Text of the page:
Between constant labor and supply shortages, it hasn’t been a Goodyear. The latest shortage in tires has some farmers feeling even more deflated.
Fueled by a demand for new equipment, plus the need to simply turn raw materials into a final usable product, the struggle is real.
How real? Farmers will actually buy old tires now vs. waiting until spring for new ones. If they still hold air, they’re sold.
Michael Hirakata, a fifth generation farmer in southeastern Colorado, says he’s “never seen anything like this.” His farm experienced a shortage of storage supplies for freshly picked cantaloupes, watermelons, and pumpkins, which slowed work this past growing season. They stopped picking until they had more boxes, bins, and pallets.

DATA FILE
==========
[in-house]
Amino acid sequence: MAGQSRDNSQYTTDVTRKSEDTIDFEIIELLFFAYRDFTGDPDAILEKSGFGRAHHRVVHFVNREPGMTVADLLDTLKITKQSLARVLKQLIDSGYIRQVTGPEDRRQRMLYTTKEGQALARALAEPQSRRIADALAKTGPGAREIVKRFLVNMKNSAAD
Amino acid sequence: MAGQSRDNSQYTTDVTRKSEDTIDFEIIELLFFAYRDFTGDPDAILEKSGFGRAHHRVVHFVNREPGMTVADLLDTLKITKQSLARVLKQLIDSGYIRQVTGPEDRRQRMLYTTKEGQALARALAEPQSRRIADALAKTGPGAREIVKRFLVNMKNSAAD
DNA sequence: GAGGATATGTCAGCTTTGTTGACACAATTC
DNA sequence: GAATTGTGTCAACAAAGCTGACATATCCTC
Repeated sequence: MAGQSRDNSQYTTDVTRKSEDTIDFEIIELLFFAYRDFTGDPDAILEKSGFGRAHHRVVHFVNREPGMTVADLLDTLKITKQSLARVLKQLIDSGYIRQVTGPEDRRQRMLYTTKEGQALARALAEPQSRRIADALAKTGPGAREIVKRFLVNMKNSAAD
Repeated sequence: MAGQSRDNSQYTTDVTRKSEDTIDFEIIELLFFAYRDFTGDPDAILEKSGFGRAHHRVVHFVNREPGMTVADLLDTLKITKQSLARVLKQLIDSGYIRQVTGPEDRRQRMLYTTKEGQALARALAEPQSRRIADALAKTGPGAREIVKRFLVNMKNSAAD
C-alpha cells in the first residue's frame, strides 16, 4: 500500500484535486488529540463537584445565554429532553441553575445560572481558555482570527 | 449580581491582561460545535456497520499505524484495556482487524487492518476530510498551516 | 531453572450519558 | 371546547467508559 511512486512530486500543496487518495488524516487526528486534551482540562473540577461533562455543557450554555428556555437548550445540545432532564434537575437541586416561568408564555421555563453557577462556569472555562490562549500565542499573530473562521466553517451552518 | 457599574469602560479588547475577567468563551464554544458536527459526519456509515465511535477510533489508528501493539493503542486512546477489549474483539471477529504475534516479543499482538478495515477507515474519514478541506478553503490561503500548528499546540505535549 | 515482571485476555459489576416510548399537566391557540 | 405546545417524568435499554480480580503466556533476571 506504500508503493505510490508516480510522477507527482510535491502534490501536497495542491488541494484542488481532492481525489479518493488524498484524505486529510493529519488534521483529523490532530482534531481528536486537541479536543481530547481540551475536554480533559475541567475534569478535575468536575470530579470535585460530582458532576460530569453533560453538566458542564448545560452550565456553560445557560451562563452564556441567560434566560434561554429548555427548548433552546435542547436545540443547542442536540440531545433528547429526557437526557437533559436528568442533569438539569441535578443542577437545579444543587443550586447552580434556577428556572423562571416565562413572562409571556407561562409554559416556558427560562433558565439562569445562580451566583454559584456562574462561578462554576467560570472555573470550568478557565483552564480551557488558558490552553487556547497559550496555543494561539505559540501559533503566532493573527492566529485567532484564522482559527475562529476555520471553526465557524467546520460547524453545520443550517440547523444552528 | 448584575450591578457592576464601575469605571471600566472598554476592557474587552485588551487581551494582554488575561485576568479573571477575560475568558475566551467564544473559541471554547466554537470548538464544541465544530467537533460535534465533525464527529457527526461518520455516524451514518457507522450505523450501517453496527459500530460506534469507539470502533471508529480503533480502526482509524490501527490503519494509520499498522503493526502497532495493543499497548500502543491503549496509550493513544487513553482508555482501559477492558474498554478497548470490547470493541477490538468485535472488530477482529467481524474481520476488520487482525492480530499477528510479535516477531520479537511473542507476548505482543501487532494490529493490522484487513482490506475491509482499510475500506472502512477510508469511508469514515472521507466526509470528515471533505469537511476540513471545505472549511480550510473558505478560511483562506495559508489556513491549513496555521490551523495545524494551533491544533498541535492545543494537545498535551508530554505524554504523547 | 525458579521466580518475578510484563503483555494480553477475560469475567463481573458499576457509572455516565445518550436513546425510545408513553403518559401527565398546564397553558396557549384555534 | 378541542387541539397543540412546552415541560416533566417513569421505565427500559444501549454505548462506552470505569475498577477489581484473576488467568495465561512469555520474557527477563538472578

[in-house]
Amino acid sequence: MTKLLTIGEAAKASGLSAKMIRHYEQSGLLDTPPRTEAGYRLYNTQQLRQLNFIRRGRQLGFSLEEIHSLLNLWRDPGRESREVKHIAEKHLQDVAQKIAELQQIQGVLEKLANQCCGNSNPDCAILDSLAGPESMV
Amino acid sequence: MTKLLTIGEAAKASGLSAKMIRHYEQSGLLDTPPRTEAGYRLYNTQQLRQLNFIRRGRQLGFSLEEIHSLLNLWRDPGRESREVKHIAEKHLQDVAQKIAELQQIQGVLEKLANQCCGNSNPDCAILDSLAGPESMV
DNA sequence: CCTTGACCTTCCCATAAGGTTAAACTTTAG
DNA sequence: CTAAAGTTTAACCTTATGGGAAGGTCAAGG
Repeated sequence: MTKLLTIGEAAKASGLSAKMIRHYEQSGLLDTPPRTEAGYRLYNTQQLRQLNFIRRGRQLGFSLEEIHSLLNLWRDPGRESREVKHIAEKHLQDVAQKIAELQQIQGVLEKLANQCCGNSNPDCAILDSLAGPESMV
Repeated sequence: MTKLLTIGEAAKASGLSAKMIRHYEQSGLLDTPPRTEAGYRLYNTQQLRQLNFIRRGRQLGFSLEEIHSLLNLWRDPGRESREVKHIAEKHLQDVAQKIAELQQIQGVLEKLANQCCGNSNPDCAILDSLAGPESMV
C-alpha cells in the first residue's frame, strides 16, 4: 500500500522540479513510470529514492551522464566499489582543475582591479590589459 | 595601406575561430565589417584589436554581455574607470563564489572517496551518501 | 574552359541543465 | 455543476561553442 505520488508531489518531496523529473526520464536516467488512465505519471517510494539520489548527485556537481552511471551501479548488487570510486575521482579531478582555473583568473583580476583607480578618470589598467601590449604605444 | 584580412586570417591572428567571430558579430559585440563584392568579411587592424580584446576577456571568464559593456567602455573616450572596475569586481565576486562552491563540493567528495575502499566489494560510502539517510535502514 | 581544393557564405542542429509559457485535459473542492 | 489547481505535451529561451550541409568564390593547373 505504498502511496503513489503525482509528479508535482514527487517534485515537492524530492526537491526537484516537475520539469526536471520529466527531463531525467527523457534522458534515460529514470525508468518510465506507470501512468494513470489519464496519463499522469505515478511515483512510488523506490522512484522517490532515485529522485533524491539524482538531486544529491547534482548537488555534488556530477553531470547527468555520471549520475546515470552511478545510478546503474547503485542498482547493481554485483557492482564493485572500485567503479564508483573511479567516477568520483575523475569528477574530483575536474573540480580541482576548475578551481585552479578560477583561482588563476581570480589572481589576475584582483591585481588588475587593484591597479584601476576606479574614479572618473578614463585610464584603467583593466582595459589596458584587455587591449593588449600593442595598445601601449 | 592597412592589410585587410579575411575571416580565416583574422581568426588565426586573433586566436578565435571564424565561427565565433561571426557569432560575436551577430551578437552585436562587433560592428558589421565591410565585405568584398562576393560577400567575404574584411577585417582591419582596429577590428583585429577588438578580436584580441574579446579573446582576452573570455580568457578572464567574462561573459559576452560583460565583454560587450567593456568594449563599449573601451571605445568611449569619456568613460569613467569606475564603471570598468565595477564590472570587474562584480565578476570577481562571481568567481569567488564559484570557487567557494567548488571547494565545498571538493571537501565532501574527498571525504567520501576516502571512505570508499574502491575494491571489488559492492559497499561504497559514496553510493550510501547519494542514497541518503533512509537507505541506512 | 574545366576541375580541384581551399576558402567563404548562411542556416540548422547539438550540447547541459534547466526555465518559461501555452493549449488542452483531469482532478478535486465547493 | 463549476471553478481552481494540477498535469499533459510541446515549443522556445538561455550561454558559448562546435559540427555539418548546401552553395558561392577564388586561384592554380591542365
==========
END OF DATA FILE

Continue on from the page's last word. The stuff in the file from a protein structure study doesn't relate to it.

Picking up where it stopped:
To make matters worse, transportation became an even larger issue, and Hirakata said they lost produce due to delays and a lack of trucks.
Soundbite: “I think it’s a global thing. If we go over to Charles City, Iowa to Mitas, or Firestone, wherever we’re at, I think you’re going to find the same problems at any of the manufacturers,” said Allen Miler, CLAAS North American marketing manager, about the tire shortage.